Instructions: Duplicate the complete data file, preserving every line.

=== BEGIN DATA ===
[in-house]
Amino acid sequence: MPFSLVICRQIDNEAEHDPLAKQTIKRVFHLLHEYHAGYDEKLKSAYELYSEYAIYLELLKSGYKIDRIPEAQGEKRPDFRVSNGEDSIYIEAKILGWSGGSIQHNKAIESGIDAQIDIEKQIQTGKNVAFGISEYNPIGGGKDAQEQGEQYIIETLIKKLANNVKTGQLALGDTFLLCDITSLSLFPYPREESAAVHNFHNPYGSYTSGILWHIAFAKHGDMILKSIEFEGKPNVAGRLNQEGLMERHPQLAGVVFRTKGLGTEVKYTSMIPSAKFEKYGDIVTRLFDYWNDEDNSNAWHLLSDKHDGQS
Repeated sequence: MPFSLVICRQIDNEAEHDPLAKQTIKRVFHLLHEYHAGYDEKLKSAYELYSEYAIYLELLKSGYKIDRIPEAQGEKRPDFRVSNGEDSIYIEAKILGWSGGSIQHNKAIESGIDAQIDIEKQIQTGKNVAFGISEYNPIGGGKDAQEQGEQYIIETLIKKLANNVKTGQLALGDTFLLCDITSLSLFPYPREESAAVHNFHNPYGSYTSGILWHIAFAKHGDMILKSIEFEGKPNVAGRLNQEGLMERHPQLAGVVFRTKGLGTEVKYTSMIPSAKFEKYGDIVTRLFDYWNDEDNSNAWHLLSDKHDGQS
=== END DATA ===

[in-house]
Amino acid sequence: MPFSLVICRQIDNEAEHDPLAKQTIKRVFHLLHEYHAGYDEKLKSAYELYSEYAIYLELLKSGYKIDRIPEAQGEKRPDFRVSNGEDSIYIEAKILGWSGGSIQHNKAIESGIDAQIDIEKQIQTGKNVAFGISEYNPIGGGKDAQEQGEQYIIETLIKKLANNVKTGQLALGDTFLLCDITSLSLFPYPREESAAVHNFHNPYGSYTSGILWHIAFAKHGDMILKSIEFEGKPNVAGRLNQEGLMERHPQLAGVVFRTKGLGTEVKYTSMIPSAKFEKYGDIVTRLFDYWNDEDNSNAWHLLSDKHDGQS
Repeated sequence: MPFSLVICRQIDNEAEHDPLAKQTIKRVFHLLHEYHAGYDEKLKSAYELYSEYAIYLELLKSGYKIDRIPEAQGEKRPDFRVSNGEDSIYIEAKILGWSGGSIQHNKAIESGIDAQIDIEKQIQTGKNVAFGISEYNPIGGGKDAQEQGEQYIIETLIKKLANNVKTGQLALGDTFLLCDITSLSLFPYPREESAAVHNFHNPYGSYTSGILWHIAFAKHGDMILKSIEFEGKPNVAGRLNQEGLMERHPQLAGVVFRTKGLGTEVKYTSMIPSAKFEKYGDIVTRLFDYWNDEDNSNAWHLLSDKHDGQS